If you asked anyone in his small Vermont town, they’d tell you the facts: James Liddell, star athlete, decent student, and sort-of boyfriend to cute, peppy Theresa, is a happy, funny, carefree guy.
But whenever James sits down at his desk to write, he tells a different story. As he fills his drawers with letters to the people in his world—letters he never intends to send—he spills the truth: he’s trying hard, but he just isn’t into Theresa. It’s his friend, a boy, who lingers in his thoughts.
James’s secret letters are his safe space—but his truth can’t stay hidden for long. Will he come clean to his parents, his teammates, and himself, or is he destined to live a life of fiction?
This heartfelt debut novel explores the muddy landscape of truth and lies and lays bare the sometimes painful but often hopeful work of writing one’s own authentic story.
-Synopsis from Barnes and Noble
I didn’t know what to expect from True Letters From a Fictional Life since it is my first “coming out of the closet” book but I think it is great.
It was nice and heartbreaking at the same time to have a peek at the struggles of gay people and what they go through (I know this is just a fraction of happens in the real life) when people around them are not comfortable and have a hard time to come into terms with who and what they are.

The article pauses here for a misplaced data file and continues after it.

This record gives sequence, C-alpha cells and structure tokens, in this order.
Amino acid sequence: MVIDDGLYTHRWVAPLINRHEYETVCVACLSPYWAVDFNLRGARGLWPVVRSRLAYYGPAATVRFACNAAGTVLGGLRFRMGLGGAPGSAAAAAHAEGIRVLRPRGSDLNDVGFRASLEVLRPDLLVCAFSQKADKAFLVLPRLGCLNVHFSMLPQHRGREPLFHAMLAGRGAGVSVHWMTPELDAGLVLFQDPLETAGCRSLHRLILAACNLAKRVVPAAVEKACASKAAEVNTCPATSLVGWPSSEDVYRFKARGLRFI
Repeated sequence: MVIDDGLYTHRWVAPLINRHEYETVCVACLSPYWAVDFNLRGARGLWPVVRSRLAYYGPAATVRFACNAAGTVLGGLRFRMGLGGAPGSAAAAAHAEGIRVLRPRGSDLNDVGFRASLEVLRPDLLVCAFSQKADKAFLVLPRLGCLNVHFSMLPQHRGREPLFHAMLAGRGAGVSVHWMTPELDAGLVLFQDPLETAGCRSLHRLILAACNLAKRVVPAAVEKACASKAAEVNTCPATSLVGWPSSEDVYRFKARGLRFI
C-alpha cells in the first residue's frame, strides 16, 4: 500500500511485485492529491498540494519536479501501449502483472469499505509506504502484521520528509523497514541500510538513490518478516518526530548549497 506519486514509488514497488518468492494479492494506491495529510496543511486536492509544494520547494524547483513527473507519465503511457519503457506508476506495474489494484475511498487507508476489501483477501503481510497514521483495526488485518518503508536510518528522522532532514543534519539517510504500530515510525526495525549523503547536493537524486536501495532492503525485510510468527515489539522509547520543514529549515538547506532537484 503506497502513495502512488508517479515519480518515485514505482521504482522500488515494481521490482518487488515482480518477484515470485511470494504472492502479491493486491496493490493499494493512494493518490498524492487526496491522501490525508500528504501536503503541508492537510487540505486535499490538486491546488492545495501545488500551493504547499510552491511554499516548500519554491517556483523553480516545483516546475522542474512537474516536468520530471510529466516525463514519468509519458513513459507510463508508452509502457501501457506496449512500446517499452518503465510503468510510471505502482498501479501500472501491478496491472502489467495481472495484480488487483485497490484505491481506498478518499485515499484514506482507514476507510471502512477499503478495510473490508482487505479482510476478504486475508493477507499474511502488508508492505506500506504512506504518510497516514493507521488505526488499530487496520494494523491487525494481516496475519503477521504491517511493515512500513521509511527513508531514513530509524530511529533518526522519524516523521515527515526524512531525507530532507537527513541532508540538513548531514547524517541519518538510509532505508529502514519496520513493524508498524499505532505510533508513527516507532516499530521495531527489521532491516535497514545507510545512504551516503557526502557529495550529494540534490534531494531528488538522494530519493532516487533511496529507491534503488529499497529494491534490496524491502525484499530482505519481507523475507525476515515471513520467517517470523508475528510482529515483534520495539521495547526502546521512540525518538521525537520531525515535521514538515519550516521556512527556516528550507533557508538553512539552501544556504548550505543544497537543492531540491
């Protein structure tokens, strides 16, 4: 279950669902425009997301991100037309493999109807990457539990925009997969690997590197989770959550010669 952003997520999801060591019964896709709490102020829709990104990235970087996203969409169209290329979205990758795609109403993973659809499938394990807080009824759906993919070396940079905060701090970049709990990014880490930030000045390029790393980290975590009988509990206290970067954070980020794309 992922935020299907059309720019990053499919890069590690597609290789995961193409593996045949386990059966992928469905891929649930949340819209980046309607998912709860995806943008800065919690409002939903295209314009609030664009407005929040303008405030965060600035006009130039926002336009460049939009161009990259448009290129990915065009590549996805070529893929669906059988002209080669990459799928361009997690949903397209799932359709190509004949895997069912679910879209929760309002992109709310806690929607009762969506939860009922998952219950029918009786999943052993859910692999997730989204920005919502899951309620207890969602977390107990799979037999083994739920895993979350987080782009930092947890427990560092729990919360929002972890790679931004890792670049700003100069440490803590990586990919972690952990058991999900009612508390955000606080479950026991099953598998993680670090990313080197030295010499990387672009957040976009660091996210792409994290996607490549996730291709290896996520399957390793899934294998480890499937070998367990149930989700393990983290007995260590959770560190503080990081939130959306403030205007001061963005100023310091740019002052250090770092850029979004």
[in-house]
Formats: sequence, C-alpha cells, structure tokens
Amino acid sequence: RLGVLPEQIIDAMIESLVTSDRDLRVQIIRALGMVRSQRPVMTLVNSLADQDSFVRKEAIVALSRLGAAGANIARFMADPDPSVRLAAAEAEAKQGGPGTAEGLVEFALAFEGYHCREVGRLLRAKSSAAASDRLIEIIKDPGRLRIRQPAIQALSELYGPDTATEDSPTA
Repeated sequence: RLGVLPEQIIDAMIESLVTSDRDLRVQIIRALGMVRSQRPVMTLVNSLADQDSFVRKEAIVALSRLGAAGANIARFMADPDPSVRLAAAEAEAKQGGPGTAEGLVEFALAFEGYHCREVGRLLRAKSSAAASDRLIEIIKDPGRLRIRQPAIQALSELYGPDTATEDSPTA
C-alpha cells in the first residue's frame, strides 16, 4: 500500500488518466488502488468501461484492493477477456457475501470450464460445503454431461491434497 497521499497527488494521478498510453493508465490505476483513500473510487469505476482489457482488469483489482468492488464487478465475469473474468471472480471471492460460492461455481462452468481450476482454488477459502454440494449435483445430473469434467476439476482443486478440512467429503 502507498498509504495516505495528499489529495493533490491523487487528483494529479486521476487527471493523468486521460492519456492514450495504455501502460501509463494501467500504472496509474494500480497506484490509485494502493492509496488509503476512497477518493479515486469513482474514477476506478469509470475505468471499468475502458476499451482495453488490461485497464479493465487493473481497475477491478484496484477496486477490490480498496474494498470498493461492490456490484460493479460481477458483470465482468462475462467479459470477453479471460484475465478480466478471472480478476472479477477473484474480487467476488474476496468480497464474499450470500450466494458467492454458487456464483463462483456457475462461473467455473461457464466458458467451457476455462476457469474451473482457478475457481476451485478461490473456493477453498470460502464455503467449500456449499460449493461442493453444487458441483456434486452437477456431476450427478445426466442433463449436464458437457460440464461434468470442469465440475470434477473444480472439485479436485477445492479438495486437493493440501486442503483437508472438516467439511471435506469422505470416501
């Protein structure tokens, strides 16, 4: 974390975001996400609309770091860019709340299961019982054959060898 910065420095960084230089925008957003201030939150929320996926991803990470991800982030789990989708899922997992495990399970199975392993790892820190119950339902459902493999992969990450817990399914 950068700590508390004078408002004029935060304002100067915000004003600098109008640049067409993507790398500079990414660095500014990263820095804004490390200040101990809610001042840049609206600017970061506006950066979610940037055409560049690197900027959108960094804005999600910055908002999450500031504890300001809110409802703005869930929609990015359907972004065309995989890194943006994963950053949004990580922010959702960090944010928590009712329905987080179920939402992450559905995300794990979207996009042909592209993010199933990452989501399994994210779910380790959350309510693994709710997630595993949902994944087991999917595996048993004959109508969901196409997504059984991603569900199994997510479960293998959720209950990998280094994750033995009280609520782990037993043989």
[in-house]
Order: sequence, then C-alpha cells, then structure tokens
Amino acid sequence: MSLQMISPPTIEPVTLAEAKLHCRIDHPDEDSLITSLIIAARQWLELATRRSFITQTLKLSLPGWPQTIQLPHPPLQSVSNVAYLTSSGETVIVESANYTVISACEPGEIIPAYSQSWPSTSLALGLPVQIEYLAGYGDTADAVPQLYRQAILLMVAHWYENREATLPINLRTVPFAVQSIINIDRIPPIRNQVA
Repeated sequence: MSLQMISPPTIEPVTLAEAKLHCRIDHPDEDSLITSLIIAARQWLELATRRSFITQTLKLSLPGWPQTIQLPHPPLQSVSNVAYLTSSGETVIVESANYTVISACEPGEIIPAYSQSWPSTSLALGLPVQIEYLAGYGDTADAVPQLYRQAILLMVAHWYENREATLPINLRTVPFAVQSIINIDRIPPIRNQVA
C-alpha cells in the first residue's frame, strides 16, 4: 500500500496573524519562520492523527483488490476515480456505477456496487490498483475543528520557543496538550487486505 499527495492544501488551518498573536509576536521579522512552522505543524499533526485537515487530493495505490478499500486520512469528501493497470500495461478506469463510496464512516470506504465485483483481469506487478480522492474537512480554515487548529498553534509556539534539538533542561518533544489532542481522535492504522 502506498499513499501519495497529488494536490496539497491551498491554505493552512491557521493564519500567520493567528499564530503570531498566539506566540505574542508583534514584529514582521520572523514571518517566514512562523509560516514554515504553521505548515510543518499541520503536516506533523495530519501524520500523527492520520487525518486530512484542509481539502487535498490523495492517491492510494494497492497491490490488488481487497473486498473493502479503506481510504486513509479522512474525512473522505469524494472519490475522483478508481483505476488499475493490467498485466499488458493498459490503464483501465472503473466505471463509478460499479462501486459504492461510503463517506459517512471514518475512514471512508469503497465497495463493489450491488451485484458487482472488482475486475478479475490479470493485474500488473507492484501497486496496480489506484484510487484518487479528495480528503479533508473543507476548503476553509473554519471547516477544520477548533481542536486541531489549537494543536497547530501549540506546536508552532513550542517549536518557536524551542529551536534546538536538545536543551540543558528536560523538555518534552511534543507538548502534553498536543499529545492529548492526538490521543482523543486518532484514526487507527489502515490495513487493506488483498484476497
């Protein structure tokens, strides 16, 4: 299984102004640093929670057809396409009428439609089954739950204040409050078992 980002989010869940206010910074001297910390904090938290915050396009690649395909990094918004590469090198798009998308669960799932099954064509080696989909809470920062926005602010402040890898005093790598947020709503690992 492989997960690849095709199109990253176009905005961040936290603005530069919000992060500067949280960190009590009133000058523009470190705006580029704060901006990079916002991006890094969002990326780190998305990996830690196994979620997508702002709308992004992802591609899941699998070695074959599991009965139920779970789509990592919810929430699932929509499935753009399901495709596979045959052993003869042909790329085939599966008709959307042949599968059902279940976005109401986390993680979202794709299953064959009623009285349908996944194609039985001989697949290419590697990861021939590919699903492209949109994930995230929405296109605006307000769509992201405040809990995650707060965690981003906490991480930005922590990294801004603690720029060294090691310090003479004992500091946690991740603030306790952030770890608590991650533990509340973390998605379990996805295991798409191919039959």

Though it was a violation in his right to privacy, I kind of liked the fact that the letters were sent (not that they were intended to be sent) to people without James’ permission because I think he will just put off facing the things he has to deal with if not for this instance. Or worse, just fake his way through life. Sometimes a little nudge in the right direction is what we need to do things we would be scared to do otherwise.
True Letters From a Fictional Life is a wondrous read about accepting yourself and to heck with the world.
You view something twice and even though it’s the same thing, the two views have nothing to do with each other. That happens with people, too, I guess. You think you’re seeing someone accurately and then—suddenly—it turns out you had only a fuzzy, tiny idea of the real thing.
I’ve always wanted to wake up one day in a world where I liked the right people, and they liked me in return. I worry it’ll never happen.
I wish you could be the one I can’t take my eyes off of, the one I can’t stop thinking about. I really do. If there were a way to say we’re done and know that everything would stay the same between us, I’d do it in a second.
I remember him telling me that he just decided he had to make a choice. He could either be who everyone wanted him to be—and be miserable—or he could just ignore people who hated him, be himself, and be happy.
It’s only out of tune if you accept someone else’s definition of what’s in tune.
It doesn’t matter whether you feel courageous. Make them believe you are. You win this one by acting like you’re a happy, calm, strong kid, even when you don’t feel that way.
People who are afraid of what will happen if they will take a big leap.